24-Hour Refrigerator Pickled Sugar Snap Peas

The sugar snap peas in our garden are growing like weeds, which is saying something because the weeds are a little bit out of control over here. 

I was feeling so excited and proud of myself for deciding to plant an entire bed of that candy-like vegetable. 

Until I ate one. 

They're not good! I mean, they're edible. But the shell is tough, almost like they're shelling peas instead of sugar snaps. But I checked the package of seeds, and they are most definitely Sugar Daddy Snap Peas, meant to be eaten whole. 

We're getting peas from our farm share right now as well, and the difference is extreme. When I bite into a farm share sugar snap, it's crisp and juicy. When I bite into one of ours? Well, first off, they feel hard and almost hollow, and then when I take a bite, it's like that first time I ate edamame - when I thought you ate the whole thing and had to suffer through chewing that fibrous shell. Oh, and they're definitely ready to be picked - it's not an issue of picking too soon.

The only thing I can imagine is that the Burpee seeds (from their organic line) we got this year (as opposed to the High Mowing seeds last year) were just not very good.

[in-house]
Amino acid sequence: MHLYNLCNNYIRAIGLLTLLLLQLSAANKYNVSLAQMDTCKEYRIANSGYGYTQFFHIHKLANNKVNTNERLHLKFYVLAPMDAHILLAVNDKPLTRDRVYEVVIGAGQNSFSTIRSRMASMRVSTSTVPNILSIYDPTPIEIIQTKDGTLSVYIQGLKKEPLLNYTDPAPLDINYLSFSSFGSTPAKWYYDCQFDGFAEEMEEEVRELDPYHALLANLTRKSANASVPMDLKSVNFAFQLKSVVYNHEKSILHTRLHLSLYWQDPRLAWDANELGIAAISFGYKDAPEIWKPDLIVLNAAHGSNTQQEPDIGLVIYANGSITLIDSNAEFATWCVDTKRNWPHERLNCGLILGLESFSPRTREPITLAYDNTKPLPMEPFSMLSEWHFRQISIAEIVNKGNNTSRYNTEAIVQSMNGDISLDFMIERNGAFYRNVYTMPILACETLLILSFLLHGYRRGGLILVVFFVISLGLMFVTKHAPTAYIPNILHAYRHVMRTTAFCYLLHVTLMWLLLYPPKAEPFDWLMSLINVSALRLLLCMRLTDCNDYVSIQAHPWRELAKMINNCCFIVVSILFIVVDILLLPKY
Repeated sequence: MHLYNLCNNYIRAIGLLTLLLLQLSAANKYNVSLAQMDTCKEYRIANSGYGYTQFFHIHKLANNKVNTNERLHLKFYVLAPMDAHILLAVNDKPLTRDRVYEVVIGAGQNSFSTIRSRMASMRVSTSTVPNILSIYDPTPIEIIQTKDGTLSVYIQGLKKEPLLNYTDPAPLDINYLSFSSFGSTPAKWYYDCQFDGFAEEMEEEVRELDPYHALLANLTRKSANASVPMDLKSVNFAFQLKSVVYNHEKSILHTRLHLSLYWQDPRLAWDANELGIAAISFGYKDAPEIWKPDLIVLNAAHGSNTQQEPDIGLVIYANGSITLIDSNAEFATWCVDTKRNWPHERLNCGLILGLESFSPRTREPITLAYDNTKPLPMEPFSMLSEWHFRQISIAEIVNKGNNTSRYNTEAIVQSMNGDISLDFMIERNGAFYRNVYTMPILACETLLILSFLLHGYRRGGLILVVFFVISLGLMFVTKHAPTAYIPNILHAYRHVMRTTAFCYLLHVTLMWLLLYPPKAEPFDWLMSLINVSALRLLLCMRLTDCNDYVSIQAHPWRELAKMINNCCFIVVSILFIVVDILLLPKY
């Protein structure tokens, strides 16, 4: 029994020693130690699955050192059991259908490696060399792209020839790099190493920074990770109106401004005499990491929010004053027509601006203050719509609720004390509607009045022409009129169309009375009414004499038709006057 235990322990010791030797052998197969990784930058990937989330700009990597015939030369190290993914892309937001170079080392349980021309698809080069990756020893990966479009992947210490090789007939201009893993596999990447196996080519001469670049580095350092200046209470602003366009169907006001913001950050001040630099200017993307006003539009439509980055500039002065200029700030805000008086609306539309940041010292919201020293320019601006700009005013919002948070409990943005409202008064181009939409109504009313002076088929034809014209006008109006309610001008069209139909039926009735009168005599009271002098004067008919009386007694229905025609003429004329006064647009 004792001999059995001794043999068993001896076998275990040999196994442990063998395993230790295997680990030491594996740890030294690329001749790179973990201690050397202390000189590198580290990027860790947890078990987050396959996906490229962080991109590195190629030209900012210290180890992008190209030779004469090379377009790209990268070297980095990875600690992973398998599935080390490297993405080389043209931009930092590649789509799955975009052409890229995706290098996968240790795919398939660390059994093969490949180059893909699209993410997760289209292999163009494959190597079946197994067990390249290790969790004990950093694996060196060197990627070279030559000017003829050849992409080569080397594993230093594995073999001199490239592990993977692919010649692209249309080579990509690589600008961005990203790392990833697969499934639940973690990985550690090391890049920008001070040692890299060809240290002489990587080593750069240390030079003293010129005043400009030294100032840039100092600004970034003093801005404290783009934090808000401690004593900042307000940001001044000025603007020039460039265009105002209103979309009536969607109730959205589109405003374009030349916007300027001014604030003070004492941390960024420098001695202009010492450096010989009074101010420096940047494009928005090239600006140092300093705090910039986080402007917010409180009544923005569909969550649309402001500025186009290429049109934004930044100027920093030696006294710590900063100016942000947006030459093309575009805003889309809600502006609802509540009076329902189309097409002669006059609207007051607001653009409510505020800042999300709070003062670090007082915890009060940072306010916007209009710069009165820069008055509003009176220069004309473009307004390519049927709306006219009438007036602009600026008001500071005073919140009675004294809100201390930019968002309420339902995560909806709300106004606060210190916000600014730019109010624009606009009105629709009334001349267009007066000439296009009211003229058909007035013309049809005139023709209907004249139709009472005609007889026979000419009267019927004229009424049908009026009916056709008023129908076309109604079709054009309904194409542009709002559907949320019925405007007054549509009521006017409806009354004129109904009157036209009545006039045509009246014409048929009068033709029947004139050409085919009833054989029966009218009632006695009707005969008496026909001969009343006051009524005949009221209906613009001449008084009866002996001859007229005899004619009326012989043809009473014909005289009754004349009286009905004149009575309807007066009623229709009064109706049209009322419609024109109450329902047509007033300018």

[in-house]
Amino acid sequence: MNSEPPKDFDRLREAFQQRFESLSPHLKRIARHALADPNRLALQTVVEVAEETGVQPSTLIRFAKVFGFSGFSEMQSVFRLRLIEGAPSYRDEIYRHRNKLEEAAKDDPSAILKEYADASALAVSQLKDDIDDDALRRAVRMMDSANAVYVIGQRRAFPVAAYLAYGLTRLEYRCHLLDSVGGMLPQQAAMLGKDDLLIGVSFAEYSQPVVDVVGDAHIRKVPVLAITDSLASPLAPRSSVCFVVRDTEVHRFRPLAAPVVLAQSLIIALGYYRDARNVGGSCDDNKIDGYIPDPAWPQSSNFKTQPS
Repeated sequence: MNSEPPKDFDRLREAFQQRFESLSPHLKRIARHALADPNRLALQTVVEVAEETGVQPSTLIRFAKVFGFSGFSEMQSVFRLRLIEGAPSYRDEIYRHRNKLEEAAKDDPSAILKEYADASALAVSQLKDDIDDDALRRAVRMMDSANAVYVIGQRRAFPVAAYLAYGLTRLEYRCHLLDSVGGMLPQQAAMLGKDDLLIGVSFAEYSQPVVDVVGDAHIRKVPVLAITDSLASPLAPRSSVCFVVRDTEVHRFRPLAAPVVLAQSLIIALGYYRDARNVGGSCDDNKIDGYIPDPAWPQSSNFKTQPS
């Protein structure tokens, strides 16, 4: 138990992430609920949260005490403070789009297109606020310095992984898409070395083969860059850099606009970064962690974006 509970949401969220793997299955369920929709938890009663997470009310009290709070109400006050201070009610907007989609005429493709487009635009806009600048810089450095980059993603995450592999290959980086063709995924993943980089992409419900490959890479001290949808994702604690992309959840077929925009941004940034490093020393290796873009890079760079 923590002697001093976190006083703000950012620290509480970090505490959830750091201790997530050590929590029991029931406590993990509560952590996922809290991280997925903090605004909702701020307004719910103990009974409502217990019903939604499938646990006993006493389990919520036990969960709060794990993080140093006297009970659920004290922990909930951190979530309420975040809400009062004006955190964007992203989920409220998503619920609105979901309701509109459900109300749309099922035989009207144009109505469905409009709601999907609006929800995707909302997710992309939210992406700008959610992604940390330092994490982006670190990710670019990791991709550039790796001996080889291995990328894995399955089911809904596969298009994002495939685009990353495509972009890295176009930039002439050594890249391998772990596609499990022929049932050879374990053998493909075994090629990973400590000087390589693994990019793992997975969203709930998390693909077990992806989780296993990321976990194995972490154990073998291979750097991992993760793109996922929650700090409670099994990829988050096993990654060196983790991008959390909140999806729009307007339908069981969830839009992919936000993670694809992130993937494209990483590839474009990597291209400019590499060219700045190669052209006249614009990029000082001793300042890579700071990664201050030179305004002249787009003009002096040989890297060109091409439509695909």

Insert huge sad face.  

I was - still am - feeling super disappointed about it, but I had come across Natalie Freeman's recipe for refrigerator pickled sugar snap peas some time before and been intrigued. I thought I'd try it out and see if it made the peas more edible. 

So this weekend, I picked a whole heap of them, made the brine from salt, vinegar, and honey, poured it over the trimmed peas and a little garlic and red pepper flakes, and put them in the refrigerator to do their thing.

I almost couldn't wait the 24 hours. But when I took them out the next day...



They're delicious! I want to pickle everything! Refrigerator pickling is so fast and easy, and I'm going to have a lifelong devotion to Natalie for showing me that I can use honey in place of refined sugar with great results. 

It didn't 100% fix the peas - there is still a little toughness in them. But they'll continue to soften in the brine, and this way they're at least easier to chew! And they have a great flavor. 

I'll definitely be making more batches as I pick the rest, and I'm going to start thinking about what else I can pickle. 

Check out Natalie's recipe, and let me know if you try it!


p.s. Try this simple tomato and hearts of palm salad this week.


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